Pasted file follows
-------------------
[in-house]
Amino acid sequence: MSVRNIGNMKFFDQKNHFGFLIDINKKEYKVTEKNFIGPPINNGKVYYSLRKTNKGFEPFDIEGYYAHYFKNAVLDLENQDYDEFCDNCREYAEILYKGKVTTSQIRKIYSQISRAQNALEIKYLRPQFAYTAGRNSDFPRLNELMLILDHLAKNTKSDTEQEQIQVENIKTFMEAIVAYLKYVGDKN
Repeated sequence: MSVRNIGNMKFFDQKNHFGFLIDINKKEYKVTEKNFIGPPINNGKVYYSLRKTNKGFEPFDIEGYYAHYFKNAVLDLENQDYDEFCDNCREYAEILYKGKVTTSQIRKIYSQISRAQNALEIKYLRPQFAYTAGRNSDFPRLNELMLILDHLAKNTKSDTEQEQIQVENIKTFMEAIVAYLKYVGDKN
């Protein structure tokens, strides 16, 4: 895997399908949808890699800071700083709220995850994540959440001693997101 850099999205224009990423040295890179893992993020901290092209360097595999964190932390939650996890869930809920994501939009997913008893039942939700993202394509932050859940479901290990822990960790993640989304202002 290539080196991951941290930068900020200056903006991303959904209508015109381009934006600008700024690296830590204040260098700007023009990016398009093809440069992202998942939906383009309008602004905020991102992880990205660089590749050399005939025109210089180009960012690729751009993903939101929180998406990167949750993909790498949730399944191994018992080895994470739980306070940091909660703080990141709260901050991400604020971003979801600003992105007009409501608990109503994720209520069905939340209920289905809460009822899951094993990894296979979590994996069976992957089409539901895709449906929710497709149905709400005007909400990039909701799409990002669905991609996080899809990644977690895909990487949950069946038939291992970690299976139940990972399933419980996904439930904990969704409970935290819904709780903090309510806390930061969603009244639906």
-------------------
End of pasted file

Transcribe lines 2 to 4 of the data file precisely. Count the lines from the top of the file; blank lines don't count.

Amino acid sequence: MSVRNIGNMKFFDQKNHFGFLIDINKKEYKVTEKNFIGPPINNGKVYYSLRKTNKGFEPFDIEGYYAHYFKNAVLDLENQDYDEFCDNCREYAEILYKGKVTTSQIRKIYSQISRAQNALEIKYLRPQFAYTAGRNSDFPRLNELMLILDHLAKNTKSDTEQEQIQVENIKTFMEAIVAYLKYVGDKN
Repeated sequence: MSVRNIGNMKFFDQKNHFGFLIDINKKEYKVTEKNFIGPPINNGKVYYSLRKTNKGFEPFDIEGYYAHYFKNAVLDLENQDYDEFCDNCREYAEILYKGKVTTSQIRKIYSQISRAQNALEIKYLRPQFAYTAGRNSDFPRLNELMLILDHLAKNTKSDTEQEQIQVENIKTFMEAIVAYLKYVGDKN
């Protein structure tokens, strides 16, 4: 895997399908949808890699800071700083709220995850994540959440001693997101 850099999205224009990423040295890179893992993020901290092209360097595999964190932390939650996890869930809920994501939009997913008893039942939700993202394509932050859940479901290990822990960790993640989304202002 290539080196991951941290930068900020200056903006991303959904209508015109381009934006600008700024690296830590204040260098700007023009990016398009093809440069992202998942939906383009309008602004905020991102992880990205660089590749050399005939025109210089180009960012690729751009993903939101929180998406990167949750993909790498949730399944191994018992080895994470739980306070940091909660703080990141709260901050991400604020971003979801600003992105007009409501608990109503994720209520069905939340209920289905809460009822899951094993990894296979979590994996069976992957089409539901895709449906929710497709149905709400005007909400990039909701799409990002669905991609996080899809990644977690895909990487949950069946038939291992970690299976139940990972399933419980996904439930904990969704409970935290819904709780903090309510806390930061969603009244639906």